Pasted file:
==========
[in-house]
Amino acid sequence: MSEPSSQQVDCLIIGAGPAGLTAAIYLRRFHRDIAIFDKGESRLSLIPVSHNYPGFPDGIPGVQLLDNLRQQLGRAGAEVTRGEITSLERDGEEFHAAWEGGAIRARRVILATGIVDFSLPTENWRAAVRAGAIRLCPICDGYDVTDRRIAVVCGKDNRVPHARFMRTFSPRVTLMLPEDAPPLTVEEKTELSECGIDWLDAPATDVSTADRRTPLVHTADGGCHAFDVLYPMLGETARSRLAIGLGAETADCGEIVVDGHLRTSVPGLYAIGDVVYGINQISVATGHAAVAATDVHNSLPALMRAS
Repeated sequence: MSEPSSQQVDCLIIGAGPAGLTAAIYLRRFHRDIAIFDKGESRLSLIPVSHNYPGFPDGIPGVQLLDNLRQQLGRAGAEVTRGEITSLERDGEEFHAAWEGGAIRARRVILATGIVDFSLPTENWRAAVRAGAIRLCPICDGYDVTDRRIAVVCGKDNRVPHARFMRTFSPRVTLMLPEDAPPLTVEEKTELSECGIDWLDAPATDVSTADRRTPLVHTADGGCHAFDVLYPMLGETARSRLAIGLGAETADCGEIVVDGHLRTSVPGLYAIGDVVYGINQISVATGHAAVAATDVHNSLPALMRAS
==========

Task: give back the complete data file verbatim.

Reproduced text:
[in-house]
Amino acid sequence: MSEPSSQQVDCLIIGAGPAGLTAAIYLRRFHRDIAIFDKGESRLSLIPVSHNYPGFPDGIPGVQLLDNLRQQLGRAGAEVTRGEITSLERDGEEFHAAWEGGAIRARRVILATGIVDFSLPTENWRAAVRAGAIRLCPICDGYDVTDRRIAVVCGKDNRVPHARFMRTFSPRVTLMLPEDAPPLTVEEKTELSECGIDWLDAPATDVSTADRRTPLVHTADGGCHAFDVLYPMLGETARSRLAIGLGAETADCGEIVVDGHLRTSVPGLYAIGDVVYGINQISVATGHAAVAATDVHNSLPALMRAS
Repeated sequence: MSEPSSQQVDCLIIGAGPAGLTAAIYLRRFHRDIAIFDKGESRLSLIPVSHNYPGFPDGIPGVQLLDNLRQQLGRAGAEVTRGEITSLERDGEEFHAAWEGGAIRARRVILATGIVDFSLPTENWRAAVRAGAIRLCPICDGYDVTDRRIAVVCGKDNRVPHARFMRTFSPRVTLMLPEDAPPLTVEEKTELSECGIDWLDAPATDVSTADRRTPLVHTADGGCHAFDVLYPMLGETARSRLAIGLGAETADCGEIVVDGHLRTSVPGLYAIGDVVYGINQISVATGHAAVAATDVHNSLPALMRAS